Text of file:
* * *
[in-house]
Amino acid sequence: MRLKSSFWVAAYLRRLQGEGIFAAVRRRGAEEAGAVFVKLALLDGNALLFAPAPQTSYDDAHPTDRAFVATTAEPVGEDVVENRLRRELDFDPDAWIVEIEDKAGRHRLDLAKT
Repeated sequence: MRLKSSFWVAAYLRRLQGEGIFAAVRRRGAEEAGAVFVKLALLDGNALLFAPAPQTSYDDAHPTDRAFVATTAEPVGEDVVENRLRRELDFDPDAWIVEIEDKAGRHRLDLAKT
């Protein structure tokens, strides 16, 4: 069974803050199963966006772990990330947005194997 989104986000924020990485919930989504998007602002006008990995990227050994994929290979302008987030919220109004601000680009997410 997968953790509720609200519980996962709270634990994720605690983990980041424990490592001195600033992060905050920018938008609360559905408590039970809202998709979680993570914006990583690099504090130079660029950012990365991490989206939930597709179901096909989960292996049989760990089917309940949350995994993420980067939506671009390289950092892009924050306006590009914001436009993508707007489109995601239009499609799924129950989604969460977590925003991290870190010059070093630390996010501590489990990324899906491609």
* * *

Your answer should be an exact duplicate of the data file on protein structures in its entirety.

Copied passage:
[in-house]
Amino acid sequence: MRLKSSFWVAAYLRRLQGEGIFAAVRRRGAEEAGAVFVKLALLDGNALLFAPAPQTSYDDAHPTDRAFVATTAEPVGEDVVENRLRRELDFDPDAWIVEIEDKAGRHRLDLAKT
Repeated sequence: MRLKSSFWVAAYLRRLQGEGIFAAVRRRGAEEAGAVFVKLALLDGNALLFAPAPQTSYDDAHPTDRAFVATTAEPVGEDVVENRLRRELDFDPDAWIVEIEDKAGRHRLDLAKT
């Protein structure tokens, strides 16, 4: 069974803050199963966006772990990330947005194997 989104986000924020990485919930989504998007602002006008990995990227050994994929290979302008987030919220109004601000680009997410 997968953790509720609200519980996962709270634990994720605690983990980041424990490592001195600033992060905050920018938008609360559905408590039970809202998709979680993570914006990583690099504090130079660029950012990365991490989206939930597709179901096909989960292996049989760990089917309940949350995994993420980067939506671009390289950092892009924050306006590009914001436009993508707007489109995601239009499609799924129950989604969460977590925003991290870190010059070093630390996010501590489990990324899906491609």